In 1991, Woodrow Wilson High School installed a new floor in the main hallway. At the center, they put a tile mosaic of a stylized wildcat head based on a design that had been used around the school for a decade. Twenty-one years later, Principal Kyle
Rains Richardson received a letter from James D. Aronowitz, an attorney with Atlanta-based Collegiate Licensing Company.
"Your school's use of a mark that is nearly identical to the WILDCAT HEAD design Mark may cause consumers to erroneously believe that the University [of Arizona] has authorized Woodrow Wilson High School to use its Marks," the lawyer wrote. "Additionally, it will dilute the distinctiveness of the Mark that the public associates with the University. It will also interfere with the University's ability to effectively market and license the use of the Marks in the marketplace."
The message was clear: Ditch the wildcat logo or suffer the legal consequences.
Aggressive enforcement of copyright claims by large universities isn't particularly new or unique. But it's picked up over the past decade as merchandise sales have become increasingly lucrative.
"There is a doctrine in trademark law that says you don't own a trademark for all time, you own it for as long as you're using it and it refers to you," Christine Haight Farley, an Associate Professor of Law at American University's Washington College of Law, told Monument Media in 2005 after Oregon State University had gone after a small Ohio high school for aping its beaver logo. "Once you stop using it, or allow too many others to use it without complaint, then you lose the rights and you don't get to enforce them."
If you like this story, consider signing up for our email newsletters.
SHOW ME HOW
You have successfully signed up for your selected newsletter(s) - please keep an eye on your mailbox, we're movin' in!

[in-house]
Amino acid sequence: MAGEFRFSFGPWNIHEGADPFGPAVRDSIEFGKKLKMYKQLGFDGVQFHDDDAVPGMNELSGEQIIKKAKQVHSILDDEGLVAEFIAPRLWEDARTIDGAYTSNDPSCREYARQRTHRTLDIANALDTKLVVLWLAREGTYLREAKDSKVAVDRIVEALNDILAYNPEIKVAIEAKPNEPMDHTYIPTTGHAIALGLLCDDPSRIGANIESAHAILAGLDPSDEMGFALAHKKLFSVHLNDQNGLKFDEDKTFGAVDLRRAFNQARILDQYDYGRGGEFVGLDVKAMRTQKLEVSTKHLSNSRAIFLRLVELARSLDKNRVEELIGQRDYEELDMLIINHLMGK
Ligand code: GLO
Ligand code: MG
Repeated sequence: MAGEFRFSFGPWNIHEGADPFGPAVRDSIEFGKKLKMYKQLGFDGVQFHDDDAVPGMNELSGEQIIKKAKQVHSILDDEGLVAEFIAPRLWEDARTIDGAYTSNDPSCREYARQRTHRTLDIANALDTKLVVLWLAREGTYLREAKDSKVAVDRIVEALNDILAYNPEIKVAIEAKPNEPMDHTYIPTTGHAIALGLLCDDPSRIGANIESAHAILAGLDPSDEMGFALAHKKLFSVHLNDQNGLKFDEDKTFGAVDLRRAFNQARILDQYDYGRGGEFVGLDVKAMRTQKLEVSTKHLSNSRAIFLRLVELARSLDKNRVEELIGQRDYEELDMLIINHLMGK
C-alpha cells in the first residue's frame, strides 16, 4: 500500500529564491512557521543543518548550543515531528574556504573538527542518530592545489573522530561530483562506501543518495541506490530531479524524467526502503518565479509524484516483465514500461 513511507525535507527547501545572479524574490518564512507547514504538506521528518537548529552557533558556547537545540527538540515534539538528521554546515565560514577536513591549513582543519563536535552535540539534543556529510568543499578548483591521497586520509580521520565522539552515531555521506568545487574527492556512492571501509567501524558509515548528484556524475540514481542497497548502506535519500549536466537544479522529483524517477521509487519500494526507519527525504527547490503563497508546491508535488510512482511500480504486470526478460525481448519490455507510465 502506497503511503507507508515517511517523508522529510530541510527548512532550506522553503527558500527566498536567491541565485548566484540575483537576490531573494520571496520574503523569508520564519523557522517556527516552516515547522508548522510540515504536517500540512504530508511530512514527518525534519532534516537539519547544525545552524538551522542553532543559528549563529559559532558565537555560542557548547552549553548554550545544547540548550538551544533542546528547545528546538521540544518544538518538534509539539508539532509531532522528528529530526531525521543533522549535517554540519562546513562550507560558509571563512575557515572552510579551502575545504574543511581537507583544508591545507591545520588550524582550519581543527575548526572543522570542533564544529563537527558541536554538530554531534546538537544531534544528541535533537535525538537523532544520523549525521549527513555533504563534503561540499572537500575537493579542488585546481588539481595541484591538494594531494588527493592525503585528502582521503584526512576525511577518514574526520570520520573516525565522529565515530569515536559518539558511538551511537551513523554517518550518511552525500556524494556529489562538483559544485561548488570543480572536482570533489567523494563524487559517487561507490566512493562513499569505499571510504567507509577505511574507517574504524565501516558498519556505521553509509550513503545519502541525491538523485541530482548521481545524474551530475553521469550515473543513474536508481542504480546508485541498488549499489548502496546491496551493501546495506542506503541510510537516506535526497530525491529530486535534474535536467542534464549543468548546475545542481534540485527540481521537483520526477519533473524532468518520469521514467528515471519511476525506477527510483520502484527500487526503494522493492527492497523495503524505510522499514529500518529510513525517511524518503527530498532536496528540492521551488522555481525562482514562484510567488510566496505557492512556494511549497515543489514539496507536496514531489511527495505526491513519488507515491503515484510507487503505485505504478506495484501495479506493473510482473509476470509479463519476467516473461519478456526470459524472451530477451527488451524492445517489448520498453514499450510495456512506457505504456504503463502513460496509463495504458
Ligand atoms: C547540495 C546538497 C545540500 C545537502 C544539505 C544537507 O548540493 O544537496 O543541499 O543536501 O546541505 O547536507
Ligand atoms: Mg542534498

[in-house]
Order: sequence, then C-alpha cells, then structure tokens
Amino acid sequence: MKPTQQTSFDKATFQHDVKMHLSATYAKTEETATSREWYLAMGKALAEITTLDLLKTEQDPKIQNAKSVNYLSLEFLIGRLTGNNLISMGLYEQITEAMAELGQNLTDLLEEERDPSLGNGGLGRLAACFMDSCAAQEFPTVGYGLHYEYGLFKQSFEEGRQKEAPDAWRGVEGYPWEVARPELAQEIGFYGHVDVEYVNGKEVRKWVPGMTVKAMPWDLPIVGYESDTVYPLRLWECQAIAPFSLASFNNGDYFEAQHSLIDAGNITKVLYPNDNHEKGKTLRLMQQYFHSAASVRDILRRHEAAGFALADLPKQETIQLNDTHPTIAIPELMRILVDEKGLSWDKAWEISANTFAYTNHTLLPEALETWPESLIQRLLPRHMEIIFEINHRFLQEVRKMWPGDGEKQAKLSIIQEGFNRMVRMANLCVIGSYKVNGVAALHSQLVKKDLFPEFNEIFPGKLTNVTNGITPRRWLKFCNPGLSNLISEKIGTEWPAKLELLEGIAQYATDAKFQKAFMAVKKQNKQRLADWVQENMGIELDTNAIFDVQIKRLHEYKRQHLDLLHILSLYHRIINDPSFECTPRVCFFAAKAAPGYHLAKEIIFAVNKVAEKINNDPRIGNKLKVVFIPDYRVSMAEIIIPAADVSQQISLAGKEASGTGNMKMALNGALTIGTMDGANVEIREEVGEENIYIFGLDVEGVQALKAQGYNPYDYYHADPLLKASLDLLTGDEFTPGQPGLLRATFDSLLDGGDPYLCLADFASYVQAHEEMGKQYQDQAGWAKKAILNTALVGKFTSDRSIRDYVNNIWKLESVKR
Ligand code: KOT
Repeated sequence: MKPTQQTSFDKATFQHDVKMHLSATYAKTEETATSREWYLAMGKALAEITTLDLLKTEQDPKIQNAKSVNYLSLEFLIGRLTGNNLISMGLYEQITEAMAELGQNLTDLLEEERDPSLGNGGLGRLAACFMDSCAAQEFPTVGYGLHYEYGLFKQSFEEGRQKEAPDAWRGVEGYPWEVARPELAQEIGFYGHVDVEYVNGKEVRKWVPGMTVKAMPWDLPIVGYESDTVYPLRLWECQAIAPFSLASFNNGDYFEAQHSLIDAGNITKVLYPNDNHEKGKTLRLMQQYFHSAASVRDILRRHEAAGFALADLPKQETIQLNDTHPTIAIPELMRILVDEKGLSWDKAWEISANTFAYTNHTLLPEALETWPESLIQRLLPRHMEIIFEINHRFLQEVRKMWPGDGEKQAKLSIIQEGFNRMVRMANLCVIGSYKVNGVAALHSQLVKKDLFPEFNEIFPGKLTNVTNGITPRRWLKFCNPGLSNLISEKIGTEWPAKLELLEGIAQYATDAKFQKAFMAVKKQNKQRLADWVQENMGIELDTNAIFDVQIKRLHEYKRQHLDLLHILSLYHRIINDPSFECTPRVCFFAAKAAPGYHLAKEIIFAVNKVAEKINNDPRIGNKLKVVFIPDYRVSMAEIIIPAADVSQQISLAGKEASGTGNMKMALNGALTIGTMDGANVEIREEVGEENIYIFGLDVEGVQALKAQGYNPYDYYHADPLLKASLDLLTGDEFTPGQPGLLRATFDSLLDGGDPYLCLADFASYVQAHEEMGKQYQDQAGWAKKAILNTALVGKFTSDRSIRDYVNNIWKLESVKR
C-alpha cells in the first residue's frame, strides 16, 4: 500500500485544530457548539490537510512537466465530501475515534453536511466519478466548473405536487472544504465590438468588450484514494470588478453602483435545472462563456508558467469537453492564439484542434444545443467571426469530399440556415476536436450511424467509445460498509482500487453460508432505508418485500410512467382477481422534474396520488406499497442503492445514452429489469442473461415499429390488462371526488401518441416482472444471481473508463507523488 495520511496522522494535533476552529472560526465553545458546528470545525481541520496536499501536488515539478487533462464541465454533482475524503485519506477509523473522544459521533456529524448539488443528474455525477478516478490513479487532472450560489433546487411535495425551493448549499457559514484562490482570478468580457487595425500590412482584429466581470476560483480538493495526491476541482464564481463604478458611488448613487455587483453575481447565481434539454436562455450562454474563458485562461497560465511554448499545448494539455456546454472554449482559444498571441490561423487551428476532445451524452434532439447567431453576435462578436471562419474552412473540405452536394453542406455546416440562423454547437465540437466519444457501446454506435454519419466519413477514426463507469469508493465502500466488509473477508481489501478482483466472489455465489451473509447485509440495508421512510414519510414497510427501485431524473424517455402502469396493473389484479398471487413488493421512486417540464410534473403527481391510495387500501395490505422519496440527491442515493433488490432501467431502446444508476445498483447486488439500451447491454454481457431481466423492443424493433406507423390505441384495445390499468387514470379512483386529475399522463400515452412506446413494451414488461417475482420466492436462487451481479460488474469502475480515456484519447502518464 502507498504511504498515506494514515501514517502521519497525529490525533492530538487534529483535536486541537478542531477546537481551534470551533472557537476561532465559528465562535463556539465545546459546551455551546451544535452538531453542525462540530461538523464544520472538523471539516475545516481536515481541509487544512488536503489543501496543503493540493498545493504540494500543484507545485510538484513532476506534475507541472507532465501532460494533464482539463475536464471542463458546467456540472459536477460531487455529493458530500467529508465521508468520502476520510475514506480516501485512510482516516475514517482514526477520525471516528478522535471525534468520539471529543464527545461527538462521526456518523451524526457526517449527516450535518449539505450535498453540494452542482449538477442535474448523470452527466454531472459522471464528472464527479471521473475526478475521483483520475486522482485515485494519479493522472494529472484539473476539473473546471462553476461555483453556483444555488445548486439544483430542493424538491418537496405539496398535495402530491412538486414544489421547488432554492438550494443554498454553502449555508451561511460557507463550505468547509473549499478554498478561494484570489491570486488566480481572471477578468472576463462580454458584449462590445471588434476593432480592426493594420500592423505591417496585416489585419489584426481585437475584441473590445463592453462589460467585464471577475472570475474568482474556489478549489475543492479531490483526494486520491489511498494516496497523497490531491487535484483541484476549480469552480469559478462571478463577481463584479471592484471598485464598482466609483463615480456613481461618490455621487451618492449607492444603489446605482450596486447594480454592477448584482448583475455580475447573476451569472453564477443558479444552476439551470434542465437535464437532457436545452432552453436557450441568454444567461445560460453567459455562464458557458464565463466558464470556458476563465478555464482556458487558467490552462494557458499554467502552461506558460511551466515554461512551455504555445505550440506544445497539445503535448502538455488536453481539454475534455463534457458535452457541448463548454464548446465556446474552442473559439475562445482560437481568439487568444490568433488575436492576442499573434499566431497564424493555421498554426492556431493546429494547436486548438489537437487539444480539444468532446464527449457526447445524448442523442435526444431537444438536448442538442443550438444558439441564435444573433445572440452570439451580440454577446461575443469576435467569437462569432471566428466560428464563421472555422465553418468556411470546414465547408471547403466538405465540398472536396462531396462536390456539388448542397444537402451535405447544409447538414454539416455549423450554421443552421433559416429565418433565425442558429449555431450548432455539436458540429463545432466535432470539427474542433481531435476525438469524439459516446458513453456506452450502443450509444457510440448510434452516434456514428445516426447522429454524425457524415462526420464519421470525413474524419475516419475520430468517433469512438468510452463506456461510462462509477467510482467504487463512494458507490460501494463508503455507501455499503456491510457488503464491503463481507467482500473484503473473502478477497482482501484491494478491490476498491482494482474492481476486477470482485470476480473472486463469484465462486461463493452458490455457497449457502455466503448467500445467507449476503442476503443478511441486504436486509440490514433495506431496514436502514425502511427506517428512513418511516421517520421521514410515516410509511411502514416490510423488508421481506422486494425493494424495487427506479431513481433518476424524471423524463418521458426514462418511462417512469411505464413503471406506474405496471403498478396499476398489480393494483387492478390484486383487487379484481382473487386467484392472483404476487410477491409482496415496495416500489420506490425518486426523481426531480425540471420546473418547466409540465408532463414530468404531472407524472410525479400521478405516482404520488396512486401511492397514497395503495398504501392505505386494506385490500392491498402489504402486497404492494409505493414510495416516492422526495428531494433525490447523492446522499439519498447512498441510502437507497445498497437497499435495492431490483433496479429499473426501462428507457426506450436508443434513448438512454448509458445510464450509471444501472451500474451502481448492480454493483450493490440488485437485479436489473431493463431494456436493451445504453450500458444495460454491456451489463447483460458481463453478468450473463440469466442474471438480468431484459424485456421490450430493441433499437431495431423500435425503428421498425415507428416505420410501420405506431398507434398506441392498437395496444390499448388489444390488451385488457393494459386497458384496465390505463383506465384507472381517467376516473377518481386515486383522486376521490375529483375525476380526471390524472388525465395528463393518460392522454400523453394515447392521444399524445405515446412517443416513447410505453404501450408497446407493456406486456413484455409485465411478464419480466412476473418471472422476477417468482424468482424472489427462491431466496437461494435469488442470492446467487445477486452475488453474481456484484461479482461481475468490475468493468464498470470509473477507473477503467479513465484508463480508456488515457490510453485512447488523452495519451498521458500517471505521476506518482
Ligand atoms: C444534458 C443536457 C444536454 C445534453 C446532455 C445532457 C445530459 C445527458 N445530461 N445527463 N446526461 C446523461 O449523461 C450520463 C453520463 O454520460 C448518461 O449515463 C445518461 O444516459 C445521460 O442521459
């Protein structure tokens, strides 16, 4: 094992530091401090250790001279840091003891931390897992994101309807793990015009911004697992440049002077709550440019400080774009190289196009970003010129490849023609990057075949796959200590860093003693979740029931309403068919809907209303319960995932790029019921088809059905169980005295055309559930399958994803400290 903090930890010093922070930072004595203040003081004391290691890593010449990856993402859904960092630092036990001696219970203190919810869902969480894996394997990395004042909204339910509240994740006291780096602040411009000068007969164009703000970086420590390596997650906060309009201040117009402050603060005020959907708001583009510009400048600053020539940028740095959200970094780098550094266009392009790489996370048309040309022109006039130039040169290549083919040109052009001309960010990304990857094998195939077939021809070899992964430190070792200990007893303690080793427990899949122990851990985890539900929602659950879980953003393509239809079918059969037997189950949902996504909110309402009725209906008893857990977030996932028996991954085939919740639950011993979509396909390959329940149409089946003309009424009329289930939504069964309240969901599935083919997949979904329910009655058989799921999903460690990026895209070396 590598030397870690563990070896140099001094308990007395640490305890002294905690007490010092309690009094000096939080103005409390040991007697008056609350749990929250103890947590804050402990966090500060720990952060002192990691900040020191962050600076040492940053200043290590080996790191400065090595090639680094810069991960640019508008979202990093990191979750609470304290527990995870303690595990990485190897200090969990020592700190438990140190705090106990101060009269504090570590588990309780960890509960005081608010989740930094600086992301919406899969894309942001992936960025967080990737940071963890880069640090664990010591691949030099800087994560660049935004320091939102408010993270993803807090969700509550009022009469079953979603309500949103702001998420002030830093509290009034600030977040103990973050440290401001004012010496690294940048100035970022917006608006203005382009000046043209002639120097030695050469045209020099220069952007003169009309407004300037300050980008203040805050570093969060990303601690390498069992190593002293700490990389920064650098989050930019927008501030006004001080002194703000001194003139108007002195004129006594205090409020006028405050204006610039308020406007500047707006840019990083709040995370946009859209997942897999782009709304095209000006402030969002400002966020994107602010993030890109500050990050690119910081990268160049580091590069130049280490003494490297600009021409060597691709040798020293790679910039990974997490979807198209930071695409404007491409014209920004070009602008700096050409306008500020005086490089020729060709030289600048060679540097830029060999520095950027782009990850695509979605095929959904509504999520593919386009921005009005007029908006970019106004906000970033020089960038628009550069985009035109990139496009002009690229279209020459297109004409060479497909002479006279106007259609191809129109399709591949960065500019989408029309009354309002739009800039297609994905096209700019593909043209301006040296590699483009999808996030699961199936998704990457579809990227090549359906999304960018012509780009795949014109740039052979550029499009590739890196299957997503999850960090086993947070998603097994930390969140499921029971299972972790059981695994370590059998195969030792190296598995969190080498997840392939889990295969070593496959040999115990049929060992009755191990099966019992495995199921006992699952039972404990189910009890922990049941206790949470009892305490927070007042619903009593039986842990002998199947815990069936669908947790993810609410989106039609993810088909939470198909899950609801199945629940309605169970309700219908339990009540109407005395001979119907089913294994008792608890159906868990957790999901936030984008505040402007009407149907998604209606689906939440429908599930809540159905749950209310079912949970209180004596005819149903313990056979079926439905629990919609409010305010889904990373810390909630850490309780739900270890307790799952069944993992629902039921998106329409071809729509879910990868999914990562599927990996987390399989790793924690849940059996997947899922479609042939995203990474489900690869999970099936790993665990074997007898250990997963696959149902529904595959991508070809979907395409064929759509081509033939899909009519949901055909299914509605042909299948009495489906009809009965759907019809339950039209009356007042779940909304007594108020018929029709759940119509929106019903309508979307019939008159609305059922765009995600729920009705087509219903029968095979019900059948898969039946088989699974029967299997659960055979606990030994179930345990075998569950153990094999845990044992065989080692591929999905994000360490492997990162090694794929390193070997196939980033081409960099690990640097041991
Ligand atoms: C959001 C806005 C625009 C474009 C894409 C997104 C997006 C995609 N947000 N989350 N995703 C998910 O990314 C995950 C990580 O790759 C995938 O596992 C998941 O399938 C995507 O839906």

This is invariably an inconvenience for the high schools, which sometimes are forced to spend several thousand dollars ripping out gym floors or buying new uniforms. Woodrow's wildcat isn't quite ubiquitous -- it's not on any jerseys or merchandise -- but it's common and has long served as an emblem of the school, adorning official letterhead and, until recently, its website. Some teachers still have old spirit shirts that bear the logo. At first Dallas ISD wasn't even sure at first that the University of Arizona had a legitimate legal claim. Responding to the demand letter, district attorney Lee Simpson wrote that "we believe that there is no basis for the demand that you have made upon the school." Nevertheless "in an effort to resolve this matter amicably and efficiently," he proposed paying UA a small royalty for continued use of the image while promising not to put it on any merchandise offered for sale.
That wasn't quite good enough for the university, which passed along a couple of wildcat images to which it owns the copyright. One is clearly identical, or nearly so, to Woodrow's. Simpson conceded the point, but the floor presented a problem.
"The building has a city historic designation and may not be demolished," Simpson wrote. "Thus, the floor design is likely to remain as long as there is a building." In another letter, he was more direct: "At this point, we will not consider removing that piece of floor."
In May, after several months of back-and-forth, the two parties reached an agreement: Woodrow had two years to phase out the logo on everything except for the tile mosaic which the university will graciously allow to remain indefinitely.